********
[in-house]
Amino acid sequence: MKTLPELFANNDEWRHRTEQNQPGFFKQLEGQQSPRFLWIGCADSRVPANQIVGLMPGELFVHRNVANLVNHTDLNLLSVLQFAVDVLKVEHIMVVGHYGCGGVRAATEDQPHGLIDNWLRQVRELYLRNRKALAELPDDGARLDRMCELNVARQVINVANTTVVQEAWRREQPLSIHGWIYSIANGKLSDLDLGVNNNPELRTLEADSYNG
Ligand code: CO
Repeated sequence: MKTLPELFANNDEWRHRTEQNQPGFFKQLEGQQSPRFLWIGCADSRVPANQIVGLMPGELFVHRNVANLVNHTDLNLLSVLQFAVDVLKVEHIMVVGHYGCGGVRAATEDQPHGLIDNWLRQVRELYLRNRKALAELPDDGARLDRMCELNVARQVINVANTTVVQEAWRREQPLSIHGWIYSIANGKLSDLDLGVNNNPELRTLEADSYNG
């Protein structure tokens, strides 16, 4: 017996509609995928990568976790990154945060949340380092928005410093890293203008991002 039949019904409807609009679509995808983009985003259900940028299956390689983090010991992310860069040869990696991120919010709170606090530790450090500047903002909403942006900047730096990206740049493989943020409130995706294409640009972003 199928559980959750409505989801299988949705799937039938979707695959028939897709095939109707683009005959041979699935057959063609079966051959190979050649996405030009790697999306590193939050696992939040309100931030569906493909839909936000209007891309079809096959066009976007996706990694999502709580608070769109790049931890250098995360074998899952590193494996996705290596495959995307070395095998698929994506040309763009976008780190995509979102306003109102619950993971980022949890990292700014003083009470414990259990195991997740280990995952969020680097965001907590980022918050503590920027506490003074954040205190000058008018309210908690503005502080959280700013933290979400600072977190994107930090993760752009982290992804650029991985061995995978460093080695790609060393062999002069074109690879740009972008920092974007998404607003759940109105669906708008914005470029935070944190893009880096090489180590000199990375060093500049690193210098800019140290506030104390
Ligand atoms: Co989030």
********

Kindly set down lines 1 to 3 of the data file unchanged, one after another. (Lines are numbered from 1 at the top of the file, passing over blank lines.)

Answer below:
[in-house]
Amino acid sequence: MKTLPELFANNDEWRHRTEQNQPGFFKQLEGQQSPRFLWIGCADSRVPANQIVGLMPGELFVHRNVANLVNHTDLNLLSVLQFAVDVLKVEHIMVVGHYGCGGVRAATEDQPHGLIDNWLRQVRELYLRNRKALAELPDDGARLDRMCELNVARQVINVANTTVVQEAWRREQPLSIHGWIYSIANGKLSDLDLGVNNNPELRTLEADSYNG
Ligand code: CO